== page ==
Canada’s Elections Campaign 2019: The Issues Nobody is Talking About

By Michael WelchYves EnglerKen StoneJoyce Nelson, and Arnold August

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Over the course of five weeks of campaigning, politicians from 6 major political parties have put forward their platforms and tried to explain to Canadians why they deserve to be sent to Ottawa as opposed to their partisan rivals.

As is typically the case, foreign policy got short shrift during the election. The Munk debate on foreign policy, named after its founder, the notorious far-right global mining magnate Peter Munk, was cancelled due to Prime Minister Trudeau’s decision not to participate.

Much of the discourse during the campaign saw substantive policy discussions displaced by questions about ‘moral leadership.’ One example: embarrassing 18 year old photographs of Prime Minister Justin Trudeau in ‘black/brown face’ during his time as a school teacher evoked questions about his hypocrisy and sensitivity on issues of racial injustice.

Where there was discussion of actual policy, the topics mostly centred around climate change mitigation strategies, job creation, deficits, and what to do about a controversial Bill in the francophone province of Quebec restricting public employees from adorning themselves with symbols of their religious faith while on the job.

Complicating any public discussion on foreign policy, however, was mainstream media long-standing reporting and commentary, ignoring Canada’s exploitive and imperialistic roles abroad. They, the major media, participate in the demonization of the governments of Syria’s Bashar Al-Assad and Venezuela’s Nicolás Maduro, while failing to challenge political leaders on Canadian support for the more anti-democratic behaviour of governments in Haiti and the Royal Kingdom of Saudi Arabia.

Democracy in the broadest sense of the term, is supposed to mean power of, by and for the people. A necessary prerequisite of democratic choices is reliable information on which responsible decisions can be made.“Viva la Revolución”! Will the Bolivarian Republic of Venezuela Survive the Empire’s War?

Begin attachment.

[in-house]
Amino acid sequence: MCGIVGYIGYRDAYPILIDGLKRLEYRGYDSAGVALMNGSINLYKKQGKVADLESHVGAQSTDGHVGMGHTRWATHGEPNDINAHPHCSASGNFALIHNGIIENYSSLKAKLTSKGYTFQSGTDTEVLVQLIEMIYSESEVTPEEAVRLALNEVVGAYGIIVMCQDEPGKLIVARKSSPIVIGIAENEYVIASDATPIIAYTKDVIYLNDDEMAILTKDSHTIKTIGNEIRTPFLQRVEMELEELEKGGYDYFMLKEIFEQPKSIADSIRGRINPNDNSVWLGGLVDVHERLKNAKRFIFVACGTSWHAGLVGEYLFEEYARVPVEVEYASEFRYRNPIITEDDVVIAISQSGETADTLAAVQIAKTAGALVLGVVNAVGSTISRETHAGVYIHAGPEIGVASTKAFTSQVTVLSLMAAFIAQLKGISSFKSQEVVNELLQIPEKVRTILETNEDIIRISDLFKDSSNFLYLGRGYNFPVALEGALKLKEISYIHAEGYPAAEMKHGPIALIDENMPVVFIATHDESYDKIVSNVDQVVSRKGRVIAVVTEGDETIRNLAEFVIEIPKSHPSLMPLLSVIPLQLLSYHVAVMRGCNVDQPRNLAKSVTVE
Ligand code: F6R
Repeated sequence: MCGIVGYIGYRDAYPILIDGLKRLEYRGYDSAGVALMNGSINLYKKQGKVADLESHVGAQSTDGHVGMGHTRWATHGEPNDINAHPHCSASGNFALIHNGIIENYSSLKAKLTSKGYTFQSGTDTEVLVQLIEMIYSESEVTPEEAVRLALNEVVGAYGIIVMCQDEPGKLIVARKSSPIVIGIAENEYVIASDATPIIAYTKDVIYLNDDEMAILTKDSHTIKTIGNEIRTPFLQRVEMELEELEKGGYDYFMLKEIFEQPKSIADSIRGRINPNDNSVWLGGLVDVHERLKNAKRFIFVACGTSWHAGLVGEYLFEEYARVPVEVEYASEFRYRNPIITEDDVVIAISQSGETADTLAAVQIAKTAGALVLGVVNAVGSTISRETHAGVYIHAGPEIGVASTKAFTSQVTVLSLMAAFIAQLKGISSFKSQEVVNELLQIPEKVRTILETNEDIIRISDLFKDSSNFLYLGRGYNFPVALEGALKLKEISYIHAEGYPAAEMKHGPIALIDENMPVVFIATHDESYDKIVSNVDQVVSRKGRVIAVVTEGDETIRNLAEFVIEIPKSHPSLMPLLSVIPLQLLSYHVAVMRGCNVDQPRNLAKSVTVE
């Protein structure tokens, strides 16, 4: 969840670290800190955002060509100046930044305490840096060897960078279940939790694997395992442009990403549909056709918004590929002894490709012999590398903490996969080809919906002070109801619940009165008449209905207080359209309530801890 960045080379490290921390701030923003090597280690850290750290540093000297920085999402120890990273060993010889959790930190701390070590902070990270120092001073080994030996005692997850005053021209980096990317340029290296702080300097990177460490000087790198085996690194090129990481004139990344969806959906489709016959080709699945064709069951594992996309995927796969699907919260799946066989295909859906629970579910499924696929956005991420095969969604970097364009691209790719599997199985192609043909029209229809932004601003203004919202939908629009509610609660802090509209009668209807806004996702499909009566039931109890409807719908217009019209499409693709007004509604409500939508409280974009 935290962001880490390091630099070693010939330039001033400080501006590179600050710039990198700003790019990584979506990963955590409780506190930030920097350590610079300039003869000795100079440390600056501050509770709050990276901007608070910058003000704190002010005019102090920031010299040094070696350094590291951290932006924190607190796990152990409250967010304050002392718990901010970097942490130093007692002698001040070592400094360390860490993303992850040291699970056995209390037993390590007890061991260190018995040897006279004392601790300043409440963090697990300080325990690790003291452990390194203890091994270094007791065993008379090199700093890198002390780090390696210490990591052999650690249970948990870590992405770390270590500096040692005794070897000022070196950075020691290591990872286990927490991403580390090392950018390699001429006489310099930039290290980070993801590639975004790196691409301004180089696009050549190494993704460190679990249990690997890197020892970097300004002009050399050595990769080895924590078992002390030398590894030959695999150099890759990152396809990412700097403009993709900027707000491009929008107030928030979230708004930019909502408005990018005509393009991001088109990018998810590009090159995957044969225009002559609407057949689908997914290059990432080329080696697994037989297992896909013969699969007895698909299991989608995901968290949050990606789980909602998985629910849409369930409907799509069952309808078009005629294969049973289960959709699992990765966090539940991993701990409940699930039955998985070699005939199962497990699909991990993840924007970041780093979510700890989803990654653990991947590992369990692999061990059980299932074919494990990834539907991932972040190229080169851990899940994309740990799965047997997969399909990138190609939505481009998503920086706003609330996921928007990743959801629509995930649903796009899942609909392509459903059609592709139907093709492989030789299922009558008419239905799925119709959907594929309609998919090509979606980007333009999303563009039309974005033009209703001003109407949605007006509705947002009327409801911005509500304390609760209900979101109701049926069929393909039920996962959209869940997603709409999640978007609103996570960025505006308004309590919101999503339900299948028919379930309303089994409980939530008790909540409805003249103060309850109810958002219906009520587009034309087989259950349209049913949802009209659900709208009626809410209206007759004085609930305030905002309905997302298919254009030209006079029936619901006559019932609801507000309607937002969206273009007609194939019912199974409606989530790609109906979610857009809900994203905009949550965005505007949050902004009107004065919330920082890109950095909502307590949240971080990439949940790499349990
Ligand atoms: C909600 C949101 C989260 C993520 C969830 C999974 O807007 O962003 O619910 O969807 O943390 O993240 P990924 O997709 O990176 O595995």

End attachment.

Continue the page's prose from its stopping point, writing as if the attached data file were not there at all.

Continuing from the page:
With less than 48 hours to go before Canadians go to the polls to elect their next government (as of this writing) the Global Research News Hour endeavours to do a little fact-checking and explore some of the important foreign policy issues not being discussed in the lead-up to election day.

In the first half hour, we are joined by activists Yves Engler and Ken Stone. Over the course of a 20 minute conversation, they discuss Canada’s policy in Syria and the Middle East. They also talk about the unquestioned devotion by all the major political parties to increased military spending. As well, they also elaborate on their involvement, during the campaign, in something called the ‘disruption network’ which confronts politicians in all political parties on their platforms and their records.

In the second half hour, writer, lecturer and author Arnold August, who is currently on a multi-city tour, speaks specifically about Canada’s hostile approach to Venezuela under the Trudeau Liberals, as well as its changing engagements with Cuba.

Finally, writer / researcher Joyce Nelson provides her assessment of the little discussed Canada Infrastructure Bank, and its role in securing the privatization of public infrastructure, particularly water an wastewater services in municipalities and First Nations communities across the country.

Yves Engler is a Montreal based political activist and writer specializing in dissident perspectives on Canadian foreign policy. He has authored close to a dozen books over the last decade. His most recent book is Left, Right — Marching to the Beat of Imperial Canada. More of Engler’s articles can be found at the site He is a frequent contributor to Global Research.

Ken Stone is a veteran antiwar activist, a former Steering Committee Member of the Canadian Peace Alliance, an executive member of the, and treasurer of the Hamilton Coalition To Stop The War []. Ken is author of “Defiant Syria”, an e-booklet available at Amazon, iTunes, and Kobo. He lives in Hamilton, Ontario, Canada. He is a frequent contributor to Global Research.

Arnold August is a Canadian journalist and lecturer, the author of Democracy in Cuba and the 1997–98 ElectionsCuba and Its Neighbours: Democracy in Motion and Cuba–U.S. Relations: Obama and Beyond. He collaborates with many web sites, television and radio broadcasts based in Latin America, Europe, North America and the Middle East. His trilingual website:

Joyce Nelson is an award-winning freelance writer and researcher. She  writes regularly for The Watershed SentinelCounterpunch, and Global Research among other publications. She has authored 7 books including Beyond Banksters: Resisting the New Feudalism, from 2016 and its 2018 sequel, Bypassing Dystopia: Hope-filled Challenges to Corporate Rule. Her most recent article for Global Research is Privatizing Canada’s Water Infrastructure Should be an Election Issue.

(Global Research News Hour Episode 273)


Click to download the audio (MP3 format)

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